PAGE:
02 Feb From Drum covers to a Gen Z hue – A brief history and future of yellow
Colour theory is a science and colour trends are some of the most difficult to identify, taking anything from 10 years for larger items such as motor vehicles and easily two to three years for fashion.
Why? Colour plays an intrinsic and complex role in our lives. With links to our earliest memory with a specific colour, to constructs of identity, culture, history and emotions – colours can remind us of a place, a time of year, or our favorite traditions, and can also shape the way we feel.
A colour’s meaning ebbs, flows and alters, with a delicate golden thread of commonality linking all elements and humanities.
Yellow has one of the richest colour history, tracing back to the origin of humanity itself. As an alternative representation of gold, it was incorporated into art and has been used as a cost effective replacement in many important historical pieces used to shape cultural and art history.
At risk of over-analysis, Vincent van Gogh is one of the few artists who is well known for his use of yellow, and his discussed mental health struggles make for an interesting dark, psychological link to the tone. As troubled as he was gifted, Van Gogh was rumoured to have actually eaten yellow paint in a bid to feel what happiness could be like.
Closer to home, yellow marks history and culture with its close representation of gold being a colour favoured and reserved to people of high rank in many African nations, because of its close resemblance to gold, which is universally associated with money, quality and success.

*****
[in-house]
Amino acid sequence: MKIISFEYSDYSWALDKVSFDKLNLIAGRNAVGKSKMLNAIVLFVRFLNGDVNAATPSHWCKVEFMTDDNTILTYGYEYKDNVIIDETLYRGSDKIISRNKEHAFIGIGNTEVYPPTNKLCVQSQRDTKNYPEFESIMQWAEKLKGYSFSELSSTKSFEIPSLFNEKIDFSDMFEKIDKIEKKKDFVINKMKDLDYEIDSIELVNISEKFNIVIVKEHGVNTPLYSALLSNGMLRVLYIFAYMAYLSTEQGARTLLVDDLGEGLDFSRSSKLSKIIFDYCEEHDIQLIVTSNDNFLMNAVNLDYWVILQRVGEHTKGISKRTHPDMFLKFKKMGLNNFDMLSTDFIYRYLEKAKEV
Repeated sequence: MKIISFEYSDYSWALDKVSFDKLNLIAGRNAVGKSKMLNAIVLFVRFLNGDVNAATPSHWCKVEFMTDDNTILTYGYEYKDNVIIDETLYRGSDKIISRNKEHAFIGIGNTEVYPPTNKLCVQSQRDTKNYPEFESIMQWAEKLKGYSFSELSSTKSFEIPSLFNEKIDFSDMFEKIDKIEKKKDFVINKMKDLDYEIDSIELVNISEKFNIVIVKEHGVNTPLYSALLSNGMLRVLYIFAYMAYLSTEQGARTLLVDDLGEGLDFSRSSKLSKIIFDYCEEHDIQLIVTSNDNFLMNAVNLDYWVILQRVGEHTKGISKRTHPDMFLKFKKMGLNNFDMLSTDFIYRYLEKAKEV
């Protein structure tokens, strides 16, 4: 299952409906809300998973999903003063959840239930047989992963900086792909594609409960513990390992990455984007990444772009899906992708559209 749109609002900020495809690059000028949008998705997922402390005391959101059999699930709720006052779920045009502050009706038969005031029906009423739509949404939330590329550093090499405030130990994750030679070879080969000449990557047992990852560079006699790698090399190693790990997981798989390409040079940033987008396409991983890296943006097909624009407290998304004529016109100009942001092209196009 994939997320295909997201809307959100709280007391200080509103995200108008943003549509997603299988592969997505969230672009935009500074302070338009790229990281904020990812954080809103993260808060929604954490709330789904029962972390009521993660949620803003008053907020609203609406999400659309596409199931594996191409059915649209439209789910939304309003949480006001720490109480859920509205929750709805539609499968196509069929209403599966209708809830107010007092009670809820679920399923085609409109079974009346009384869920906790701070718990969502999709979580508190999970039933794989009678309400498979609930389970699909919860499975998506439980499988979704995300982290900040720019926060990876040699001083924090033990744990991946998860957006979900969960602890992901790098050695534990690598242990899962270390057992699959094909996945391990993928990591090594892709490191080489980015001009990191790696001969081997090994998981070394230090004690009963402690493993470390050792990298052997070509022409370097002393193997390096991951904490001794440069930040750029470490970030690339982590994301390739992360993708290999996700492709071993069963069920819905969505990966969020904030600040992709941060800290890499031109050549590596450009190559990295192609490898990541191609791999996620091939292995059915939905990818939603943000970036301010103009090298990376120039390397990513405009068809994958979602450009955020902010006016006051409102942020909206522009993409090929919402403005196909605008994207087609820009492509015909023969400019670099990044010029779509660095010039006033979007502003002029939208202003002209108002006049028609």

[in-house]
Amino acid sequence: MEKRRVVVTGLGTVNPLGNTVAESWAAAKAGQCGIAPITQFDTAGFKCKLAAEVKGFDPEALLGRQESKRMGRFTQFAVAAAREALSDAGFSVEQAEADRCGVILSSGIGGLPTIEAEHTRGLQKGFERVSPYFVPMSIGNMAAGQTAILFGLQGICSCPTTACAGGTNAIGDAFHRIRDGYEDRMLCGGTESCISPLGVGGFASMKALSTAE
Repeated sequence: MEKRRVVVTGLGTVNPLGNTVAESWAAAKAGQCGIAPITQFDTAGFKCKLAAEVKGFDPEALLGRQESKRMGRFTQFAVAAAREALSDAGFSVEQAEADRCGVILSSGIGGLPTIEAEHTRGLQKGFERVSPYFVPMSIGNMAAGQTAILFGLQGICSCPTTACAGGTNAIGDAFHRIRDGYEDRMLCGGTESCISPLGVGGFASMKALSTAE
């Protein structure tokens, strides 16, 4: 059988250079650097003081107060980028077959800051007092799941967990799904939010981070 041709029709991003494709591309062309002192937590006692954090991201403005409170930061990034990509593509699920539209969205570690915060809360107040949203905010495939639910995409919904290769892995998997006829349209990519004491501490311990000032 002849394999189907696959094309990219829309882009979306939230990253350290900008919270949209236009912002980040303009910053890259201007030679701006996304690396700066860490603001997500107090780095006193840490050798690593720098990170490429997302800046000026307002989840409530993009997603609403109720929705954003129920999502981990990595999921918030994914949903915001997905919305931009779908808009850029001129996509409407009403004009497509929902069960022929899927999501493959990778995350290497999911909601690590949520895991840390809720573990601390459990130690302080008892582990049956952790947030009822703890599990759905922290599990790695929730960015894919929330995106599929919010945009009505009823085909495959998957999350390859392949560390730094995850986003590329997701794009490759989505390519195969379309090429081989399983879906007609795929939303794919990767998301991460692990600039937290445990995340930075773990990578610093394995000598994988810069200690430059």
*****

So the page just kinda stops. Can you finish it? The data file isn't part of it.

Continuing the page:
It pops strongly in the iconic imagery of Drum magazines of the 1950s, ’60s and ’70s, and within the iconic photographs that illustrate this era – the young Nelson Mandela in a smart suit and determination on a still-smiling face, Dolly Rathebe in a yellow two-piece swimsuit on what seems to be a beachside dune (although is actually a mine dump), Miriam Makeba in a skin-tight, yellow, dress designed by Eduan Naude.
It is difficult to deny the colour’s impact and message of Dolly Rathebe and Miriam Makeba’s covers, which honoured strong black females and positioned them as beautiful and desirable in a time that denied the essence, power and courage of a black woman speaking or singing her mind, thoughts and beliefs.
Today, yellow is known for its duality in both cheery and cautious references. And while there is no hard science to prove that wearing bright clothing can lift your mood, it’s enjoying such popularity for a reason.
We associate yellow with sunshine, joy and confidence. It’s dressing for happiness and optimism – goodness knows in the aftermath of 2016 and 2017, we need it.
This year, the yellow palettes offer a sense of warmth and honesty, a strong link to the macro trend for 2018; a time that the world is challenged with distrust due to the current climate dictated by the Trump presidency, Brexit and our own political/economical landscape. Transparency has become fundamental in communicating with consumers and general public.
The future of yellow is based on the future of humanity, a key hue for 2018 — Gen Z Yellow — is positioning itself as substantially cooler than its predecessor, Millennial Pink. As the oldest of Gen Z, the newest consumers head for varsity and the job market their values, attributes and attitude informing the fashion industry.
Erika Woelfel explains, Behr Paint colour expert, “Gen Z is growing up — or, as they might say, ‘glowing up.’ In contrast to millennials’ nostalgic pink, yellow represents vitality and ambition, traits we’re seeing in this upcoming generation of tastemakers.”
Gen Z Yellow isn’t limited to one specific shade; it encompasses a whole range of shades from buttercream to melted butter and beyond.
In 2018, yellow remains embedded in the emotions, desires all the while existing in construct of a contemporary culture, the time of defining new identities, the rewriting the historical associations and altering the semiotics of yellow for future observers.
Nicola Cooper is a senior trend analyst and cultural strategist
*This post was made possible by adicolor